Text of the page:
Staff writer Ruth A. Hailu can be reached at email@example.com. Follow her on Twitter @ruthahailu.
Students want to make the Kennedy School a more welcoming place for minorities—a priority some say gets lost in administrators’ push for ideological diversity.
“Do you mourn Martin Luther King?” the advertisement read. “Harvard can do this.”
Freshmen and proctors said they feel uncertain for the future at a meeting with administrators to address Friday's arrest of a black College student.
The First Generation Student Union plans to change its name by early fall, following recent board elections that resulted in an almost full turnover of power.
Students gathered Saturday to discuss the effects of the ongoing lawsuit alleging Harvard discriminates against Asian-American applicants in its admissions process.
Harvard affiliates gathered Friday to listen to a talk given by Asia Argento, an Italian filmmaker and one of the first women to accuse film producer Harvey Weinstein of sexual assault.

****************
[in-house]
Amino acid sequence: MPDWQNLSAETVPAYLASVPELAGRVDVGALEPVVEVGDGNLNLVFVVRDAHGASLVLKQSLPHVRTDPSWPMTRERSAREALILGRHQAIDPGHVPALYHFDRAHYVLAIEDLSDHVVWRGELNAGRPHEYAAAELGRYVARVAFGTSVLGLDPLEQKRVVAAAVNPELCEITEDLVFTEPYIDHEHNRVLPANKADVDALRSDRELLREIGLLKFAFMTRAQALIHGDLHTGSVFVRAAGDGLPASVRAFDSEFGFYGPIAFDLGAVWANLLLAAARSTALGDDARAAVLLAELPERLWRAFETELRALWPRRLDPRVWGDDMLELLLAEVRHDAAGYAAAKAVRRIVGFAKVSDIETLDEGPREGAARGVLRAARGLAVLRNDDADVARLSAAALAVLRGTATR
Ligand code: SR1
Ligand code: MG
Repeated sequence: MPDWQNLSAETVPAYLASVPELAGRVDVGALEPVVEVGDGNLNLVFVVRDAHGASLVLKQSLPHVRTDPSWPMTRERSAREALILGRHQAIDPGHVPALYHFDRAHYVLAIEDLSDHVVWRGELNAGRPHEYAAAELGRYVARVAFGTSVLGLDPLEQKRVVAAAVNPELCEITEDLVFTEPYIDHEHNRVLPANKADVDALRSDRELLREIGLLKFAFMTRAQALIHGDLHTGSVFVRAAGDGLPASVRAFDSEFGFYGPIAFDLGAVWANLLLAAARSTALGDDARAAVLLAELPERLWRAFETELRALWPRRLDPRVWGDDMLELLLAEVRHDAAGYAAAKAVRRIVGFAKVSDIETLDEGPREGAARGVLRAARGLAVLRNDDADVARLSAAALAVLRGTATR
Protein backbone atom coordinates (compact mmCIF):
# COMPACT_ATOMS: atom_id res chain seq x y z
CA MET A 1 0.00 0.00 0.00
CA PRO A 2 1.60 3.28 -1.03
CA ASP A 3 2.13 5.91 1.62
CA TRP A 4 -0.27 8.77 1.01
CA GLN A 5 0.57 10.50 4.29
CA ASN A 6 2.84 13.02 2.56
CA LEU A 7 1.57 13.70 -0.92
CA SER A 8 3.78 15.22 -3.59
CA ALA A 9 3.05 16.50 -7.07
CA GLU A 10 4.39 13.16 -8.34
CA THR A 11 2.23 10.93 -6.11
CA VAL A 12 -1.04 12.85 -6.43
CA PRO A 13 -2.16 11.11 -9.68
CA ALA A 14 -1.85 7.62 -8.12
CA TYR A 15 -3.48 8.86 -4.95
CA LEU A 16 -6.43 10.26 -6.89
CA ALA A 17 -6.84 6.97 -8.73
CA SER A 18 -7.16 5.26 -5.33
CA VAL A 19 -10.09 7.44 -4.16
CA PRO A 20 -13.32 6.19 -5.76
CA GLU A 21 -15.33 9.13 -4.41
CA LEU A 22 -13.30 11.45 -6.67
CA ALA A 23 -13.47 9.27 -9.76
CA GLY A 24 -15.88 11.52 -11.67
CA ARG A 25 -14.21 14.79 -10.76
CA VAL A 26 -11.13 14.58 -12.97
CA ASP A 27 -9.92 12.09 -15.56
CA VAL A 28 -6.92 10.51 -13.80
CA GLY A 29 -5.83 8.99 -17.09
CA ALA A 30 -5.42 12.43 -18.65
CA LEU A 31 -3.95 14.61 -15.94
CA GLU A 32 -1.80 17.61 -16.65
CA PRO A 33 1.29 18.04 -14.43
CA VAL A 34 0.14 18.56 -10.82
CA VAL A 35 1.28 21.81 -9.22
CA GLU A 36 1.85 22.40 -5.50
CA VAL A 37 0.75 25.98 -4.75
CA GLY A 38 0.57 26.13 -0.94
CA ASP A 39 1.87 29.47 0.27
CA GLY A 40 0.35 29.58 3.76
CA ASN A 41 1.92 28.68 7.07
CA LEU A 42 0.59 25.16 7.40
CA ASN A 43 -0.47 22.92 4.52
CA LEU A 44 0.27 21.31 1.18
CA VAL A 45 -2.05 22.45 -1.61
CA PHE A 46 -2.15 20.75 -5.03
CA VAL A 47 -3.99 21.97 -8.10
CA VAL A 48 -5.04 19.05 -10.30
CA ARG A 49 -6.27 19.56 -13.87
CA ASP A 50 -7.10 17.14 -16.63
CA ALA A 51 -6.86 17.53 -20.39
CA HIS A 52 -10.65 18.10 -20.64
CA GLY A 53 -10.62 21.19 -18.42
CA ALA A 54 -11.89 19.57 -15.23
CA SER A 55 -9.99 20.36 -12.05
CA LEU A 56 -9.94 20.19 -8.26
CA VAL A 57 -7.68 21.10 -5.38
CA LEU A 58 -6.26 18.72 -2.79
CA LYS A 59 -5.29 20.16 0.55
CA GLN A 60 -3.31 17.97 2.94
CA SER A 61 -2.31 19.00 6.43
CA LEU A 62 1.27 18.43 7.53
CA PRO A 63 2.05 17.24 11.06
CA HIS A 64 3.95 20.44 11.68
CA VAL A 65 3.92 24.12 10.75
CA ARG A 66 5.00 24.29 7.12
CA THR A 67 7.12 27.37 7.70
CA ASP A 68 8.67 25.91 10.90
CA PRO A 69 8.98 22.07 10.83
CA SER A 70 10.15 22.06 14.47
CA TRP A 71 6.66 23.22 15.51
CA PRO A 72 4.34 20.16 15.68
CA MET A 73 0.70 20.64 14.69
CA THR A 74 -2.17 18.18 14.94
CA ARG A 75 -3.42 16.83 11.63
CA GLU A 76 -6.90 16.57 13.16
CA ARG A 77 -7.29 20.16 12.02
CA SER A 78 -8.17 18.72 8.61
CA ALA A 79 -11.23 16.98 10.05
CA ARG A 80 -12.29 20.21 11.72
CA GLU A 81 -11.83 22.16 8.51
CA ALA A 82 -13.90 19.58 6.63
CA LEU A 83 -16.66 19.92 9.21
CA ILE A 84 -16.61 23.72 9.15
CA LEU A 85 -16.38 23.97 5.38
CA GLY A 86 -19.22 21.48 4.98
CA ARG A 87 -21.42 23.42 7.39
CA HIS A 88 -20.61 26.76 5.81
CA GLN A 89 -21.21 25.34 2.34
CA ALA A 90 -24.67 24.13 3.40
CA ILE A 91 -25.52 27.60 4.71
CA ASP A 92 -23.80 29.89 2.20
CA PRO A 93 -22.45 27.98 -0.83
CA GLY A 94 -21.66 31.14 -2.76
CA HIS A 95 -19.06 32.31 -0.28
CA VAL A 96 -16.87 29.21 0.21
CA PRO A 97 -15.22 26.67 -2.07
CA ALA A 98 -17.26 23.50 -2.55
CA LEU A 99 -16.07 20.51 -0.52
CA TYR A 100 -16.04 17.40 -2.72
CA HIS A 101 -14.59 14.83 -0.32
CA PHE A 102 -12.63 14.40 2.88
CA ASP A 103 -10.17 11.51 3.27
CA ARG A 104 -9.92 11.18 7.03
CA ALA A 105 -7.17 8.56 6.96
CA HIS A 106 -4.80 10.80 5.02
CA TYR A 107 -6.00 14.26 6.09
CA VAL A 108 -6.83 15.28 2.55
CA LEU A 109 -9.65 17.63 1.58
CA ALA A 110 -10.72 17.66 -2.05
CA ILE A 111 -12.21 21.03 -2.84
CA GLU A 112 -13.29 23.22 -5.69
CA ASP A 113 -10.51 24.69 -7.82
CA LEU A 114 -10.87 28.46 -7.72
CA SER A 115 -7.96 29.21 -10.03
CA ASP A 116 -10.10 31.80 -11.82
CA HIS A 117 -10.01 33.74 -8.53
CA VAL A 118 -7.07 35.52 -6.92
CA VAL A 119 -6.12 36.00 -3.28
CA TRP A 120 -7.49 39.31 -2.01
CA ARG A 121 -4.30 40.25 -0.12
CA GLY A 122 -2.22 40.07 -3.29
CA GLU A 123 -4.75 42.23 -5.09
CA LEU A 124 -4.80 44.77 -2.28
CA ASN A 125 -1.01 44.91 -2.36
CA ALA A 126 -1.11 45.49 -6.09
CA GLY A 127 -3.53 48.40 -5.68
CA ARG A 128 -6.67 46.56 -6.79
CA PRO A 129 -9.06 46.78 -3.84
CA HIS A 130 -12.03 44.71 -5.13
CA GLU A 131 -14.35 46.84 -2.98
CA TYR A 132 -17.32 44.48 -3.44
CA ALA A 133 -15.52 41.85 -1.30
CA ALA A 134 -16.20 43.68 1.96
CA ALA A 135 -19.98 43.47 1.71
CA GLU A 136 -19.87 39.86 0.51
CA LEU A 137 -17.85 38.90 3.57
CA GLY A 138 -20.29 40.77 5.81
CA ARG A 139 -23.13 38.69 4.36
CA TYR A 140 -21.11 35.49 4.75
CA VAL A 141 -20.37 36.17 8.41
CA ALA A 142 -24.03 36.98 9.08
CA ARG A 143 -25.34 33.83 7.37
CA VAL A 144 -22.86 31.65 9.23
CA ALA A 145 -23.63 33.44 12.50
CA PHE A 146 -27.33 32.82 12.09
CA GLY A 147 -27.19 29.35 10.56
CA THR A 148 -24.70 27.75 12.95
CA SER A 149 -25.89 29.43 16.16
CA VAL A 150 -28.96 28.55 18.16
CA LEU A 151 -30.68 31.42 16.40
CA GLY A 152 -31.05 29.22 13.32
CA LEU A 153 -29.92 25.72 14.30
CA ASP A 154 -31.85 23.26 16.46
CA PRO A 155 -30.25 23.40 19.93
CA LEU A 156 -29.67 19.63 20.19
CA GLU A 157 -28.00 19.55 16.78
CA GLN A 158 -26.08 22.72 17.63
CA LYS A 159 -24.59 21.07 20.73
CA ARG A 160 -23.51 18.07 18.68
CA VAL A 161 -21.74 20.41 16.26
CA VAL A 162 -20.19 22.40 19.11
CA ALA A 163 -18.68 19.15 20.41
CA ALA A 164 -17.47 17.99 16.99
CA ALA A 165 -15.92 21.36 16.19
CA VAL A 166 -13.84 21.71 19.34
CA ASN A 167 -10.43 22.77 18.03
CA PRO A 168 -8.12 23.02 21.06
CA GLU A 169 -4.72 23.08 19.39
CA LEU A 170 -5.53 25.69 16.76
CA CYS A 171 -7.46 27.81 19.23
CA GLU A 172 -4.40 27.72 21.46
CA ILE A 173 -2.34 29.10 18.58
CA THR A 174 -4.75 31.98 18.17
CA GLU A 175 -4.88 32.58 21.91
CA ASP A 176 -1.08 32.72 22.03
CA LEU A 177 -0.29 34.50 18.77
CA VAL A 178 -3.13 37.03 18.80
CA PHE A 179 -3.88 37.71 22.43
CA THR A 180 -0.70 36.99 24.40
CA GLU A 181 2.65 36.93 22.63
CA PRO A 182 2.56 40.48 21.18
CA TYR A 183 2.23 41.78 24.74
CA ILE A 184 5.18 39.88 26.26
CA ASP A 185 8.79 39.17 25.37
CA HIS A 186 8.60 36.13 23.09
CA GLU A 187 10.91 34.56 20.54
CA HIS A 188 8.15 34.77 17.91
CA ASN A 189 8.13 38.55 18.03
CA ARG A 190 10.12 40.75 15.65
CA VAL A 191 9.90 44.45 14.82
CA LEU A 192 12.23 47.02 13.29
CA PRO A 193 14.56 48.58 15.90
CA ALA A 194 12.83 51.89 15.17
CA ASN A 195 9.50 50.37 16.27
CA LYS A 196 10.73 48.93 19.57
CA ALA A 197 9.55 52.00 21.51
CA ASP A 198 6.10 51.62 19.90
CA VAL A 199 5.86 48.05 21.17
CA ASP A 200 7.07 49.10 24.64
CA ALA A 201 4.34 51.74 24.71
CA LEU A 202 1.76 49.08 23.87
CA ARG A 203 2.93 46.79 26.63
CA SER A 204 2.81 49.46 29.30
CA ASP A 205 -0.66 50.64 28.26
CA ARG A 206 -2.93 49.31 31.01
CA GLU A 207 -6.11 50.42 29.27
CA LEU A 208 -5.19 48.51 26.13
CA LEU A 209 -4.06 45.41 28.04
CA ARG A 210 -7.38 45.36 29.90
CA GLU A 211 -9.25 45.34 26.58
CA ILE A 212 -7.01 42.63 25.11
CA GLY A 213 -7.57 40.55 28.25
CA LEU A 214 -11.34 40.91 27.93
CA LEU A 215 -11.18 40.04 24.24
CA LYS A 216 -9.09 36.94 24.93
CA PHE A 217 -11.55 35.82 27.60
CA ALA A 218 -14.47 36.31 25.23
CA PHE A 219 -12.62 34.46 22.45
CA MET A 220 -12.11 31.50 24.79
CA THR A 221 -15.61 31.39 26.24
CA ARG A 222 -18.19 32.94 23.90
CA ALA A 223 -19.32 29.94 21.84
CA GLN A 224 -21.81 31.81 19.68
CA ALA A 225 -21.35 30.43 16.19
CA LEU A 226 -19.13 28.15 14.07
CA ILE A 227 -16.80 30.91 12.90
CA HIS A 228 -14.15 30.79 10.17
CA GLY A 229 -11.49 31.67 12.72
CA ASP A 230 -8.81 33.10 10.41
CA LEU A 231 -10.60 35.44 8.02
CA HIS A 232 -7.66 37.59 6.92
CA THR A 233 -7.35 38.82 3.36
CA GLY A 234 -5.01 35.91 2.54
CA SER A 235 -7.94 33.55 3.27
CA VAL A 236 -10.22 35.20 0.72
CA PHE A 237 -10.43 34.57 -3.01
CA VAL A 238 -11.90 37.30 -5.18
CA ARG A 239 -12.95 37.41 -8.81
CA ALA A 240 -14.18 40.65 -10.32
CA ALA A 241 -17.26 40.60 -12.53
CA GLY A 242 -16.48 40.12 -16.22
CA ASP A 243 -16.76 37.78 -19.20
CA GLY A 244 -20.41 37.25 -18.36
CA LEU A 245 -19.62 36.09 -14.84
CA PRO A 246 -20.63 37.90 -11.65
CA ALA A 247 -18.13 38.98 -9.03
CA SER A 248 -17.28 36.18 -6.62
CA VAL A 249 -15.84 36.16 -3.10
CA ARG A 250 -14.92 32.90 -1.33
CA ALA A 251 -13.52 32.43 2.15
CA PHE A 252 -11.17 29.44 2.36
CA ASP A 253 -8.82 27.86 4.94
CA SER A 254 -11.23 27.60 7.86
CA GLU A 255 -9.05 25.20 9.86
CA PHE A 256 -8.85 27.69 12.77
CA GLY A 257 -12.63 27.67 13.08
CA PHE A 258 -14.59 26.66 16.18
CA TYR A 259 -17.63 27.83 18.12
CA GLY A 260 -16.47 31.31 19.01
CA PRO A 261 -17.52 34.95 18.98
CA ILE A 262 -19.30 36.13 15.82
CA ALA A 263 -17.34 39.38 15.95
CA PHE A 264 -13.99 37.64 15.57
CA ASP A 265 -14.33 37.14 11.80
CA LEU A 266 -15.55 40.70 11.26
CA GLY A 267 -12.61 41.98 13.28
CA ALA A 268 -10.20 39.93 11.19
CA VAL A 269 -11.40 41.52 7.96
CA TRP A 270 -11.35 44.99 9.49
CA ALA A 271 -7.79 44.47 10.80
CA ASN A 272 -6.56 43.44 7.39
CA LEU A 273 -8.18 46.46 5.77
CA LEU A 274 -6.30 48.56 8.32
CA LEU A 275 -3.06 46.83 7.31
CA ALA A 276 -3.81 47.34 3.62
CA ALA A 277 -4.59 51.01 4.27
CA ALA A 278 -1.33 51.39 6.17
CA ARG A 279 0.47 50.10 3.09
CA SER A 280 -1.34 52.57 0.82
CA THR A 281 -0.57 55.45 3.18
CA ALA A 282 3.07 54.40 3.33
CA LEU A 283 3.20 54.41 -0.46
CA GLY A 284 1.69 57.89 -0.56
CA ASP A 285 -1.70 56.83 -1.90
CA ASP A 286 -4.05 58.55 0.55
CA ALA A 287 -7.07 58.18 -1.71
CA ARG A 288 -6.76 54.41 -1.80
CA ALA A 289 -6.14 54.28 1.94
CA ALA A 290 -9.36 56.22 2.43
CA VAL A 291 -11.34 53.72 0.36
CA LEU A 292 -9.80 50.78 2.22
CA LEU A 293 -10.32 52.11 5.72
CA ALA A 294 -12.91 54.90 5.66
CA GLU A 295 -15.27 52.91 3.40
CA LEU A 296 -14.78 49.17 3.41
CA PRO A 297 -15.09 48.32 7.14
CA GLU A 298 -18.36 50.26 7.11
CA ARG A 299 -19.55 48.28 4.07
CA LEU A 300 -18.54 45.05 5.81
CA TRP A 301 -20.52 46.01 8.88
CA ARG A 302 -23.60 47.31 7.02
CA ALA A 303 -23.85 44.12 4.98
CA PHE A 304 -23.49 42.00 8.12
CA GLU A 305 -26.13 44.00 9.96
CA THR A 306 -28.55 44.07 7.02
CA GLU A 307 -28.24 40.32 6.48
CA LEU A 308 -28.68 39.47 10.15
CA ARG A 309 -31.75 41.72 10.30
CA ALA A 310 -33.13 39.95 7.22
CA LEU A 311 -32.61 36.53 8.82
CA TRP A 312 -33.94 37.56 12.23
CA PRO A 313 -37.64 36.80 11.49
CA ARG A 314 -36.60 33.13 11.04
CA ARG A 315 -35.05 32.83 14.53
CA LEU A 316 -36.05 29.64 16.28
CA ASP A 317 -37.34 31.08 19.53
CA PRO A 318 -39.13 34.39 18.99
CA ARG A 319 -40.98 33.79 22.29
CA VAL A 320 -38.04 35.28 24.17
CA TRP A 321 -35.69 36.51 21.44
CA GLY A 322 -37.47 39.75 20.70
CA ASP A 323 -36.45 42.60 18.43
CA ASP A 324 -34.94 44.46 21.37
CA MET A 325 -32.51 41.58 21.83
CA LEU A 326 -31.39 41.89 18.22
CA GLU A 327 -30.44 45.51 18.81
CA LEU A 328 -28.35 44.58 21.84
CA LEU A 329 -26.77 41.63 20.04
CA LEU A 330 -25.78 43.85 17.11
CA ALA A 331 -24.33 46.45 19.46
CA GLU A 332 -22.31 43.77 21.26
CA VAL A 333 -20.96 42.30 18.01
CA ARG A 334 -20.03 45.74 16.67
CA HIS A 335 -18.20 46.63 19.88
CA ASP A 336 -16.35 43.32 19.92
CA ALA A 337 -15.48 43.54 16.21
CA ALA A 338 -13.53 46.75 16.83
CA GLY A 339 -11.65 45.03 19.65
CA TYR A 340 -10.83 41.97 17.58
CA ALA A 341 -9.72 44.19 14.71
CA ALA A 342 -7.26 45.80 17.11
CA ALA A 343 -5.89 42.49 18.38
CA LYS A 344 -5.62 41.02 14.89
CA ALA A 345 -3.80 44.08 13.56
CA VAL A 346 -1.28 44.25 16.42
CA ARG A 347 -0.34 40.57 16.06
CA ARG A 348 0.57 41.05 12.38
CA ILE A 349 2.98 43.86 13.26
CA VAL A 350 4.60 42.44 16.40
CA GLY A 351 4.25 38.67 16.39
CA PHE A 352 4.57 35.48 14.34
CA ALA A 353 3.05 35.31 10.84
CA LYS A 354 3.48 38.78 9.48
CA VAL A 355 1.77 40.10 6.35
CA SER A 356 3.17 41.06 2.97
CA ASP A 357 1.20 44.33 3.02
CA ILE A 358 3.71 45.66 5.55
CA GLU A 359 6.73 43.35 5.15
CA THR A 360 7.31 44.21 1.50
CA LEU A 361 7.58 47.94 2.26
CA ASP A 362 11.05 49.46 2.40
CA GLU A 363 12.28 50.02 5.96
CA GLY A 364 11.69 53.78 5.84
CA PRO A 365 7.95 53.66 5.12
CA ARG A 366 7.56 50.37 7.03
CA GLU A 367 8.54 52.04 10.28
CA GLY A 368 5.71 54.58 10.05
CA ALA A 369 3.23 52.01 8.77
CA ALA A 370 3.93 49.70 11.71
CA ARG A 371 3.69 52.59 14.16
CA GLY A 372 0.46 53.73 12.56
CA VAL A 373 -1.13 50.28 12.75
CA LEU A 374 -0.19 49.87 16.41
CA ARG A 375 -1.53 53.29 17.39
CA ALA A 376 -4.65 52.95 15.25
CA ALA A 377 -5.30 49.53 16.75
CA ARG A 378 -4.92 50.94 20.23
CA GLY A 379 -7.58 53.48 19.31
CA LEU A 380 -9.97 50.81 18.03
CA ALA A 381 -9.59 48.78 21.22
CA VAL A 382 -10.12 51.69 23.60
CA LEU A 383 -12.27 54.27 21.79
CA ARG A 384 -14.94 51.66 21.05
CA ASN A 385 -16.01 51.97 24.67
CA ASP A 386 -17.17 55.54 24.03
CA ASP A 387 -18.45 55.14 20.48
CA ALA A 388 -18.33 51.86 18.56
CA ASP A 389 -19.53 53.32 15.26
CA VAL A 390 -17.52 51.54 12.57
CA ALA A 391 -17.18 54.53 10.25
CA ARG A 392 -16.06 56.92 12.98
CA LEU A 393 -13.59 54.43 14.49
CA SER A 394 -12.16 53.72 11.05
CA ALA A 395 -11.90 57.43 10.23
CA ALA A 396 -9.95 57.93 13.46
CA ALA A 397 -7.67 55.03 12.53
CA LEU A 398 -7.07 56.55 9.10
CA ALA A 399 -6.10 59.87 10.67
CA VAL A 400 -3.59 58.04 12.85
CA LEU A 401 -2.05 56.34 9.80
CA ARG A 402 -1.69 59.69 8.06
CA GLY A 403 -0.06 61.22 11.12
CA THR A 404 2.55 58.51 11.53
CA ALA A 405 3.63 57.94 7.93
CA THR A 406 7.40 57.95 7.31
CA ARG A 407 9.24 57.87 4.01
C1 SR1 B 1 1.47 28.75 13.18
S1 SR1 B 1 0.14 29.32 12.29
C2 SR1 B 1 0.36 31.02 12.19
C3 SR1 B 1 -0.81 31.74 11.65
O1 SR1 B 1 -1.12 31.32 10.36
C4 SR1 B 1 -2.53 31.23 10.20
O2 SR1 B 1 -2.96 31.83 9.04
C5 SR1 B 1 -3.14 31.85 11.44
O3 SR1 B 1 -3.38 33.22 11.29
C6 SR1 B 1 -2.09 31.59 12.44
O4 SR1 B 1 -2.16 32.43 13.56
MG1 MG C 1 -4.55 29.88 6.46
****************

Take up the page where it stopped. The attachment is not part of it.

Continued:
A University-wide diversity task force at Harvard released their final report to the public in late March. Here, The Crimson annotates the report's key recommendations.
Actor, composer, and activist Lin-Manuel Miranda took to the stage at the Kennedy School Thursday at the kickoff event for the “America Adelante” conference.
The report, the final product of the 55-member Presidential Task Force on Inclusion and Belonging, asks Harvard to “become its best self” via eight concrete recommendations.
Attendees demanded Harvard implement a degree-granting program for incarcerated people and lower barriers to the admission of individuals with criminal records.
The Harvard Foundation for Intercultural and Race Relations awarded Solange Knowles their artist of the year award in front of a sold-out crowd Saturday evening.
The Undergraduate Council approved a proposal of action for a multicultural center on campus at its Sunday meeting.
The acclaimed R&B singer-songwriter will come to Cambridge to receive the award on March 3.
For almost half a century, students have been calling for the University to build and fund a multicultural center. For nearly half a century, Harvard has said no.
Some Harvard students critiqued the committee’s choice, noting they felt frustrated by a pick they said too closely resembles presidents past.